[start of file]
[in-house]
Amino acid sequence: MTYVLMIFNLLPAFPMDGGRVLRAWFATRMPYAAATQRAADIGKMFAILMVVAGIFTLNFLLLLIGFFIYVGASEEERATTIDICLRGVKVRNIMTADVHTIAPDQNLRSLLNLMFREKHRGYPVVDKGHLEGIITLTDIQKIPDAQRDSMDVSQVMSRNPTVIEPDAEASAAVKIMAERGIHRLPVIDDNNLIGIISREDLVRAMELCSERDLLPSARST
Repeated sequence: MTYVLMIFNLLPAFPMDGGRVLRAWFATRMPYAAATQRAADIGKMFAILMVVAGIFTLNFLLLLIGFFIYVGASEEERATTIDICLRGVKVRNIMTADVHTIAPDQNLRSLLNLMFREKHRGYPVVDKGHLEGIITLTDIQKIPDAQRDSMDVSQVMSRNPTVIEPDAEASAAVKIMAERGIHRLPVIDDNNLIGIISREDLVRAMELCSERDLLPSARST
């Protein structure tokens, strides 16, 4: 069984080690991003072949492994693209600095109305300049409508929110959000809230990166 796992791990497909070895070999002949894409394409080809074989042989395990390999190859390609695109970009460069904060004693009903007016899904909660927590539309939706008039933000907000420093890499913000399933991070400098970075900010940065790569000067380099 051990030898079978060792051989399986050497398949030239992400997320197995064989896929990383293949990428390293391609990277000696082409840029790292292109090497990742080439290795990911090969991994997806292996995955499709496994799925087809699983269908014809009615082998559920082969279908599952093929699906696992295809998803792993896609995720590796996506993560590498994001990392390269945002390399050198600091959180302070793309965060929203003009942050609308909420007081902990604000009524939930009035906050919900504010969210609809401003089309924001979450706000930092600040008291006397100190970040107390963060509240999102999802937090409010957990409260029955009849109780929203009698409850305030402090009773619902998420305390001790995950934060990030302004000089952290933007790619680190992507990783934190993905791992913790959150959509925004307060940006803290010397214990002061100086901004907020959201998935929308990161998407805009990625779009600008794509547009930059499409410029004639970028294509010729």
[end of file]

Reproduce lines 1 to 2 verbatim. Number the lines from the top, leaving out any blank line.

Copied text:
[in-house]
Amino acid sequence: MTYVLMIFNLLPAFPMDGGRVLRAWFATRMPYAAATQRAADIGKMFAILMVVAGIFTLNFLLLLIGFFIYVGASEEERATTIDICLRGVKVRNIMTADVHTIAPDQNLRSLLNLMFREKHRGYPVVDKGHLEGIITLTDIQKIPDAQRDSMDVSQVMSRNPTVIEPDAEASAAVKIMAERGIHRLPVIDDNNLIGIISREDLVRAMELCSERDLLPSARST